How to Make a Basic Stock
Meat or Veggie
Making stock at home is one of those fundamental skills that sometimes get hyped up more then it should. A lot of people I have spoken to about this tend to say that they don’t have enough time to make stock, or that it’s too much work. Or even, that it is too complicated. I am here to tell you, it is not any of those things!
What to use
Right down at its base most parts a stock should include a couple different vegetables, a herb or two, and maybe some spice. (and honestly, it could literally just be one vegetable. Seriously.) Covered in water, and simmered all day, would give you a perfectly lovely vegetable stock. I don’t suggest making stock on a day when you leave your house, because safety first. But if you have a day when you’ll be home for a 6-8 hours then throw some veggies in a pot of water and simmer away! By the evening you’ll have a perfect little stock.
The classic ingredients that most cooks will use are:
- Bay leaf
- Bones (if making a meat stock)
But you can add basically anything to stock. Especially if you don’t mind it not being crystal clear. A lot of people will tell you that you CAN’T add potato skins, or squash skins, or onion skins, and that’s simply not true. Any vegetable will add flavour to a stock. I tend to avoid fruit and fruit peels in mine because that feels like it wouldn’t taste nice (except lemon and lime, which is a super tasty addition) Otherwise go for it!
Even use the scraps!
For a long time, while living in a city with inconsistent compost pick up, I kept a mixing bowl in my fridge. Throughout the week, and culminating on my food prep day, all my veggie and meat scraps would go into the bowl. (onion skins, tops and bottoms. Carrot tops. Herb stems. Mushroom stems. Garlic skin. ANYTHING) So when food prep day came around I would throw everything into a pot in the morning and start it simmering. Through the day while I was still prepping, I could simply add bits to the pot. It was a very good system, and I now always have a consistent supply of stock!
No knife skills required
To make things even simpler, you don’t need to have excellent knife skills to deal with your vegetables before hand. And, if you are lacking meat bones but don’t feel comfortable de-boning cuts of meat; most grocers and butchers will sell you meat bones very cheaply.
If you are cutting up vegetables specifically for your stock and not just using scraps, then all you do is roughly chop them up. You don’t need to peel them or skin them. Just chop, chop, chop and into the pot they go. With fresh herbs, so people recommend tying them into a bundle, but this isn’t super necessary unless, again, you are looking for a crystal clear stock. I personally don’t mind the occasional tiny piece of herb leaf in my stock.
A Note on Skimming
If you are making a meat stock of any kind, it can be helpful (but not necessary) to skim your stock a tiny bit throughout it’s simmering. This isn’t labour intensive and it helps the stock to have slightly less fat, as well as a more defined colour. I do this out of habit from working in kitchens. It’s very simple. When your stock is just just coming up to the boil, use a soup spoon to scoop off the white foam that comes to the surface. Then turn the temp down to start it simmering, and you’re good. Occasionally check in on it, and scoop away anymore foam that might appear.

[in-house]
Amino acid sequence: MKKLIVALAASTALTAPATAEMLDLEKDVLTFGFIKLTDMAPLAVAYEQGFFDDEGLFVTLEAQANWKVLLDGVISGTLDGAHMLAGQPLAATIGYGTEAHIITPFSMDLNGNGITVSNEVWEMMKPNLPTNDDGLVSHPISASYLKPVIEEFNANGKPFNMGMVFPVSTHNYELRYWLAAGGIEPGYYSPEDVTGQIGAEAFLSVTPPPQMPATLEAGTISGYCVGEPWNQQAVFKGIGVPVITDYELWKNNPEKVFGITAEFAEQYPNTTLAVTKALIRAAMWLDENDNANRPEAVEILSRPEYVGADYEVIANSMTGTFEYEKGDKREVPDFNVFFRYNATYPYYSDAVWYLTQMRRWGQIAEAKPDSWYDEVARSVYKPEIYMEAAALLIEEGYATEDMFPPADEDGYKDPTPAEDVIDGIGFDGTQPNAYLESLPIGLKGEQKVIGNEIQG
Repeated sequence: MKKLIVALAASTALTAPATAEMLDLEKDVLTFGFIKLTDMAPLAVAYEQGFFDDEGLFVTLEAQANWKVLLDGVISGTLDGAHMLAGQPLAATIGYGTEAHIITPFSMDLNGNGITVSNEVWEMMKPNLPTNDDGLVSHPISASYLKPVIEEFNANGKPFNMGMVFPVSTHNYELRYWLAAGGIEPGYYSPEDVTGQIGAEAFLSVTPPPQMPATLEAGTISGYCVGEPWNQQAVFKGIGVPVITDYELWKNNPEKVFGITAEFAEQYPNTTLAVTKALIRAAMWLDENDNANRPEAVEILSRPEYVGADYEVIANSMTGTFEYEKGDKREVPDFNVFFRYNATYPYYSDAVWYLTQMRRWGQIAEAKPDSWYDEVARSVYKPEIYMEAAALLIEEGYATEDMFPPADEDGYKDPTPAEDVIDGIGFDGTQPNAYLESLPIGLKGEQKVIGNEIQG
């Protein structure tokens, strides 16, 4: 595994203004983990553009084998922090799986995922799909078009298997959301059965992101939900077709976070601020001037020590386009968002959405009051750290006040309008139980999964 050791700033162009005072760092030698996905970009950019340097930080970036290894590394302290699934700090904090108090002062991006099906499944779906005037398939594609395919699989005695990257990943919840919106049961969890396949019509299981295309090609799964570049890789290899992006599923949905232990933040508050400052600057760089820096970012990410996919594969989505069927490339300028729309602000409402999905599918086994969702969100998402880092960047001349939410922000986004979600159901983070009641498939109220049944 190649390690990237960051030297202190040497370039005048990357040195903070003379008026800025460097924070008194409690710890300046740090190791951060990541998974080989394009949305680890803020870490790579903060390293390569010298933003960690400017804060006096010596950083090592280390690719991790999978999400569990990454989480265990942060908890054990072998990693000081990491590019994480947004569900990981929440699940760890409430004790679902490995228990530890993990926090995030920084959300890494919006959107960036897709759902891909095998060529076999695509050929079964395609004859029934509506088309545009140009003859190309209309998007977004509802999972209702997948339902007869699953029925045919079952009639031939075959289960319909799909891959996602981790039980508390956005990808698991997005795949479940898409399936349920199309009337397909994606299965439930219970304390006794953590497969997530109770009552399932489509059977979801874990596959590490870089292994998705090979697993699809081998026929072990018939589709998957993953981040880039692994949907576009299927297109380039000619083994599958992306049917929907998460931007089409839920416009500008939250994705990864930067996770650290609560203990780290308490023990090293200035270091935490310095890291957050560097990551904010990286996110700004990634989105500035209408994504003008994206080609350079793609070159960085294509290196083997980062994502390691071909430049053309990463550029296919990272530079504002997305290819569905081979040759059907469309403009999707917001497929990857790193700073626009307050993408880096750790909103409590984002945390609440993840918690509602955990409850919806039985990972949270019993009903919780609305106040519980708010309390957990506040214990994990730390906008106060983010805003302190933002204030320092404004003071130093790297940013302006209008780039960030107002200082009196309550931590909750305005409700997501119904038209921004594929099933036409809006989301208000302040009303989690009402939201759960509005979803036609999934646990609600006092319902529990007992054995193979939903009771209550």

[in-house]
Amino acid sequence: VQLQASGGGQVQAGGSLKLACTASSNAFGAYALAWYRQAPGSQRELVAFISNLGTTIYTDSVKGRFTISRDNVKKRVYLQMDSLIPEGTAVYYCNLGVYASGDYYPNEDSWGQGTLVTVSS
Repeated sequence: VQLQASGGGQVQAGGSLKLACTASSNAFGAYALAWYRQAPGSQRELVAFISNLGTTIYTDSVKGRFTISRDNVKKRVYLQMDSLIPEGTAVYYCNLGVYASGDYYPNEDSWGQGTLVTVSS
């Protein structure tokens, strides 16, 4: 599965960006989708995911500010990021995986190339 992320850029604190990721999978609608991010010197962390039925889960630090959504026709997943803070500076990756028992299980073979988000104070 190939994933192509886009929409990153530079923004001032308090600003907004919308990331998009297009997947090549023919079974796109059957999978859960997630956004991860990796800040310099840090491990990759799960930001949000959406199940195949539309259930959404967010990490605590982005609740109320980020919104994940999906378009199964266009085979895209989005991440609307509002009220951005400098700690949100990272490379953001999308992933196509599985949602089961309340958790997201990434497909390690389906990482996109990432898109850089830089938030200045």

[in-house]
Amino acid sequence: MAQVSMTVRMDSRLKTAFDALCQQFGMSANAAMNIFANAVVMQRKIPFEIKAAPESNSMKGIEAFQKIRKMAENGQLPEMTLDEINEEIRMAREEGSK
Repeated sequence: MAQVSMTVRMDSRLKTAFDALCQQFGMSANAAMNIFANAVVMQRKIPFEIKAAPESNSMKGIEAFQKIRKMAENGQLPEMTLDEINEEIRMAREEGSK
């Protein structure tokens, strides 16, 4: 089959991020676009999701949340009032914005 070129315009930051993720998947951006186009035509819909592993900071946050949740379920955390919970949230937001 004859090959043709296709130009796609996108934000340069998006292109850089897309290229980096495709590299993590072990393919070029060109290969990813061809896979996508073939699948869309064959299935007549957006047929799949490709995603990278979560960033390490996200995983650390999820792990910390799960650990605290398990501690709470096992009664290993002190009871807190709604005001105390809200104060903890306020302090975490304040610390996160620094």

The How-To Part
The actual How-To of all this is super simple.
You will need:
- A very large pot
- A large mixing bowl
- A fine sieve
- A soup spoon (if you are skimming your stock)
- Your chosen veggie bits, bones, and herbs
- 125ml jars and/or Large ziplock bags
First: Chop up all your veggies, gather your scraps, and herbs.
Second: Add these veggies and herbs into a very large pot (The largest you have) along with your meat bones if you’re using them.
Third: Fill the pot all the way up with COLD water. Starting with cold water is the best way to draw as much flavour as possible out of your ingredients as they gently warm.
Forth: Put your pot on the stove over high heat and bring just up to a boil. Immediately when it starts to boil turn the temperature down to medium low, and skim the foam (if you’re using meat)
Fifth: Allow the pot to simmer all day. You want the amount of liquid to reduce to about 1/3 of its original volume.
Finally: When you are satisfied with the reduction, and your house smell incredible your stock is finished. Position a fine sieve over a large mixing bowl. Gently and carefully, pour the stock through the sieve. Done.
At this point you can keep the stock in large glass jars in your fridge for about 1 week, or if you don’t have an immediate use for them, you can freeze your stock. I freeze mine either in 125ml glass jars, or in large freezer style ziplock bags. Both freezing methods have benefits, so I usually have a bit of stock in both bags and jars in my freezers.
In small jars, I can thaw out only a small amount to have in my fridge for here and there use, or for small quantity sauces. The bags, I freeze flat which takes up way less space in my freezer and means I can take out a large quantity at once for things like Soups and Stews.
That’s all there is to it. If you need more encouragement or advice on your own stock making adventures drop me a comment or send me an email!